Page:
Is starting a business the only way out of poverty?

Who the he-- wants to finish a Master's degree

just for a chance at a decent-job? Would you 

agree: 4-year degrees don't mean anything 

any more, so everyone's being pushed towards

Master's?!? There has to be a better-way?!?

11 Answers

  • garry
    Lv 5
    3 weeks ago
    Favorite Answer

    hard work and being clever gets you out of poverty , your to dumb to realise it .  diploma helps but it is not a guarantee .

  • 3 weeks ago

    Honestly, my 4 year degree was a complete waste, I have learned 85% of what I usefully use on my own. The degree only got me in... well no actually I got in the door before I graduated... it might have help me land later positions but not sure.  What gets most out of poverty is managing your money, saving & investing to a plan, setting goals and reaching them. 

  • Anonymous
    3 weeks ago

    If it is that truly sucks for those of us living in poverty since we can't afford to start a business.  We flying by the seat of our pants and can barely even afford to live in the present moment.

  • 3 weeks ago

    I wouldn't go that far. 4 year and 8 year and 10 to 12 year degrees do mean something. It just doesn't make sense to charge someone 10 times their body to get an education and to steal healthcare from the impoverished or those that have no inheritances or no income coming in to run every part of a town otherwise. The military and armed forces, that does need to go there. 

    Starting a business should not be the only way out of poverty, but with the crazy Brussels Agreement and Agenda 20 - 55 policies they have. I can see why for most people why having a business, even selling legitimate products or using legitimate skills like sewing, knitting, baking, cooking, selling used clothes, used home decor art work, would be a way out. It is hardly your fault. 

    Until society changes it's view on people like us, this will be the way things are. I do believe secondary education should be for all. Or be available to more people than it is. I also do think and believe people like me, whom under economics and business, but aren't likeable enough to have lots of friends, should be allowed to teach and train people to create more businesses in our areas and be allowed by the courts to be re-tested and to have our cases more closely examined, since corruption and bribery runs rampant in our streets and courts and with our social workers and detectives unfortunately.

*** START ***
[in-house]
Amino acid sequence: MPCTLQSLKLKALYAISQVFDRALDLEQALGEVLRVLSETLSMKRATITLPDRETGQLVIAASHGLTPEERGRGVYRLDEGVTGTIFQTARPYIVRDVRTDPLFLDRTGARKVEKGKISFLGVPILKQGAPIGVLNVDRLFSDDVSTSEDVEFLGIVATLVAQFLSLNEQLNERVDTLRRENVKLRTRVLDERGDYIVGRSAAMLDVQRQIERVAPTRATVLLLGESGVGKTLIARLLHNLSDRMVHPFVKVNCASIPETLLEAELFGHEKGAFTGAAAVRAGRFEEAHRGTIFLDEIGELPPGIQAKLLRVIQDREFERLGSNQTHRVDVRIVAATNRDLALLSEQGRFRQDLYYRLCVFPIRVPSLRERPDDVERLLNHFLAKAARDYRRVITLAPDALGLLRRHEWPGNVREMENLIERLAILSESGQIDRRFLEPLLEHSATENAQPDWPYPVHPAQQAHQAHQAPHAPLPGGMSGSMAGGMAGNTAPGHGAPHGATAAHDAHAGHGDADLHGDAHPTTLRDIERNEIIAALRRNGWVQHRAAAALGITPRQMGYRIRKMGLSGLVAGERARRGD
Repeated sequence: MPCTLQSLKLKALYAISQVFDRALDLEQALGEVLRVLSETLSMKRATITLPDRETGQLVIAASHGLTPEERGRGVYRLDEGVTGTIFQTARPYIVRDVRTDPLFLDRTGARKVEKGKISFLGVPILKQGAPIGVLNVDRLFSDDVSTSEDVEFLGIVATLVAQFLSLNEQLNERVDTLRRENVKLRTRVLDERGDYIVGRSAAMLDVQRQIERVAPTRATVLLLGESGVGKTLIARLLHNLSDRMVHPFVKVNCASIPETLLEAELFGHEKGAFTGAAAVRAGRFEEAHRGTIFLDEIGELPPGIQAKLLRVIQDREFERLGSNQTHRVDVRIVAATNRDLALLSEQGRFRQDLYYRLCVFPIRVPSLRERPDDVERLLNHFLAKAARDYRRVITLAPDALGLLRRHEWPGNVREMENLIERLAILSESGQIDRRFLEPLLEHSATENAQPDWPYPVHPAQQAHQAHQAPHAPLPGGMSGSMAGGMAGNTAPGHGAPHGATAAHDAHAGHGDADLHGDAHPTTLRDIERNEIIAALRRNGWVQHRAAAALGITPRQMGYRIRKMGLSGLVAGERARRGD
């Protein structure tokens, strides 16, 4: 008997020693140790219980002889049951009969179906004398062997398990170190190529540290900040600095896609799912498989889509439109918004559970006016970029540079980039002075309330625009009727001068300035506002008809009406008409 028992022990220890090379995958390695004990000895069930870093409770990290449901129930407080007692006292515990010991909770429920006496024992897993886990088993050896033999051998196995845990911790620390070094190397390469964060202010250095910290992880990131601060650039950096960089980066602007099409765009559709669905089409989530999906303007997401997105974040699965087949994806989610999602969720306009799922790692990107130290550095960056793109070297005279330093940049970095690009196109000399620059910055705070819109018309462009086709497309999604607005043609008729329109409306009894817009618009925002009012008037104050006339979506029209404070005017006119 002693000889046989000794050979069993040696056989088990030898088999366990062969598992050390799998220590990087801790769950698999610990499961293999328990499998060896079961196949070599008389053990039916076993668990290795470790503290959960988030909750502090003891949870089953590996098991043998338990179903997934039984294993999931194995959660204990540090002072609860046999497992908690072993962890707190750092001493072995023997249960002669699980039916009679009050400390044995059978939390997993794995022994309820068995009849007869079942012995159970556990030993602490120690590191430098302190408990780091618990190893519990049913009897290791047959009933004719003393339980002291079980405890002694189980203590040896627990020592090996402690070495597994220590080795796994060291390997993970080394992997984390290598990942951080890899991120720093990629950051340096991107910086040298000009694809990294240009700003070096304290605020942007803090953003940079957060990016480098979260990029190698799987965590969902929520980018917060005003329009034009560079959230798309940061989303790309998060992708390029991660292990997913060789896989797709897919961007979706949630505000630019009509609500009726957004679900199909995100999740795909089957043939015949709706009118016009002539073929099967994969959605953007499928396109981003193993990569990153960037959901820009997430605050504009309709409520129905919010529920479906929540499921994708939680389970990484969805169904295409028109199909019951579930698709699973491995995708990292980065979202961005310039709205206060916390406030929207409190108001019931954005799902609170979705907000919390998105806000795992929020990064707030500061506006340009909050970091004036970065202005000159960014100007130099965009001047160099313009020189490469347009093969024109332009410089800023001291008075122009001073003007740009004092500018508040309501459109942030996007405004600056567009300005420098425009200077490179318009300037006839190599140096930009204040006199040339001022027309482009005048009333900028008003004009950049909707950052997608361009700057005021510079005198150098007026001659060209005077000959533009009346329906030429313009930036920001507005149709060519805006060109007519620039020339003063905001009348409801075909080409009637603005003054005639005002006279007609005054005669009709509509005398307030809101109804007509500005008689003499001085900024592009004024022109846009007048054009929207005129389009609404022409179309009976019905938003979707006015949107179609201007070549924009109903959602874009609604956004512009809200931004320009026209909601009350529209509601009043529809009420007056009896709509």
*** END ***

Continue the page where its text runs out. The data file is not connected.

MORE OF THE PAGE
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  • John
    Lv 6
    3 weeks ago

    You have a number of incorrect beliefs, which will serve to keep you in poverty.  A Masters degree is not the only way to get a decent job.  Despite nonsense spouted on the internet, 4 year college degrees are very valuable.  Learning a trade is another way to get a good job.  A proper job can get you out of poverty.  Once you do that, you can consider starting a business.

  • 3 weeks ago

    There are plenty of better ways than starting a business, which cannot be a way  out of poverty since that takes money a very poor person wouldn't even have. If you don't like the path you're on, then change the path. 

  • 3 weeks ago

    The usual way out of poverty is the military. Gert paid to learn a skill, and then get a good paying civilian job.  Fireman, policeman, air traffic controller, truck driver, mechanic.... {Without an education or training, a business will not get you out of poverty. 80% of businesses fail in the first 5 years. - I learned that in a college accounting course.}

  • 3 weeks ago

    No, I don't agree that the only choices are start your own business or get a useless degree.  There are literally hundreds of career choices that are taught on-the-job or in trade schools.  Sure, trade schools jobs usually involve a bit of physical work but would you rather have a sore muscle or two or hundreds of thousands of dollars of debt?  College is overrated, over recommended, and a waste of time for most (90%) of people who go.

  • Anonymous
    3 weeks ago

    A minimum wage job pays more than the poverty line. I think you're exaggerating your circumstances. 

  • 3 weeks ago

    I would not assume that, no. While starting a business may be successful for some, new businesses have a high failure rate and they are also a good way to lose a lot of money.

    Worked for a couple years ago that got into a franchise. Closed up their shop after just a couple of years, and even ended up selling their house to try to get some money back in the bank... Too sad. It's not an easy thing to do.

    Yes, bigger and bigger degrees required for jobs that shouldn't need them are ridiculous.

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